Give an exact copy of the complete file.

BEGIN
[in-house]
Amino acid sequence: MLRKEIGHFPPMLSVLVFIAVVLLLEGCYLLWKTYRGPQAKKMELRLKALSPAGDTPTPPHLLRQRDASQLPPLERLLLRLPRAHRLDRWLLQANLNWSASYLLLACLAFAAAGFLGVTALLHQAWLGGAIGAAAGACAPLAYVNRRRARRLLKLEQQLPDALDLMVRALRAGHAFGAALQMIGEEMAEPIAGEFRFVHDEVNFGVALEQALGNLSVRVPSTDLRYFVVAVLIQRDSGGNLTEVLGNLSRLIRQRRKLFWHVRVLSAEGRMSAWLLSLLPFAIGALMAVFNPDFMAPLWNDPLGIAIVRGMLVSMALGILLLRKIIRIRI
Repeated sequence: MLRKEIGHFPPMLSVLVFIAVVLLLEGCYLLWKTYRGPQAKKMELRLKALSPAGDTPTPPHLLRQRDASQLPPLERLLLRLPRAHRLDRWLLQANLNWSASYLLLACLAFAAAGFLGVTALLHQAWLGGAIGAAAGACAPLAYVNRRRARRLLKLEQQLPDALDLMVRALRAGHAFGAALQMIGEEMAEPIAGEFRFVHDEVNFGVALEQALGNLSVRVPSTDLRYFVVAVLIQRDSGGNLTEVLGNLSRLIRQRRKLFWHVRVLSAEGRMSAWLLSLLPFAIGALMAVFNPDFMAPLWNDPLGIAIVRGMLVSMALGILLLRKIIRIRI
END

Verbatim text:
[in-house]
Amino acid sequence: MLRKEIGHFPPMLSVLVFIAVVLLLEGCYLLWKTYRGPQAKKMELRLKALSPAGDTPTPPHLLRQRDASQLPPLERLLLRLPRAHRLDRWLLQANLNWSASYLLLACLAFAAAGFLGVTALLHQAWLGGAIGAAAGACAPLAYVNRRRARRLLKLEQQLPDALDLMVRALRAGHAFGAALQMIGEEMAEPIAGEFRFVHDEVNFGVALEQALGNLSVRVPSTDLRYFVVAVLIQRDSGGNLTEVLGNLSRLIRQRRKLFWHVRVLSAEGRMSAWLLSLLPFAIGALMAVFNPDFMAPLWNDPLGIAIVRGMLVSMALGILLLRKIIRIRI
Repeated sequence: MLRKEIGHFPPMLSVLVFIAVVLLLEGCYLLWKTYRGPQAKKMELRLKALSPAGDTPTPPHLLRQRDASQLPPLERLLLRLPRAHRLDRWLLQANLNWSASYLLLACLAFAAAGFLGVTALLHQAWLGGAIGAAAGACAPLAYVNRRRARRLLKLEQQLPDALDLMVRALRAGHAFGAALQMIGEEMAEPIAGEFRFVHDEVNFGVALEQALGNLSVRVPSTDLRYFVVAVLIQRDSGGNLTEVLGNLSRLIRQRRKLFWHVRVLSAEGRMSAWLLSLLPFAIGALMAVFNPDFMAPLWNDPLGIAIVRGMLVSMALGILLLRKIIRIRI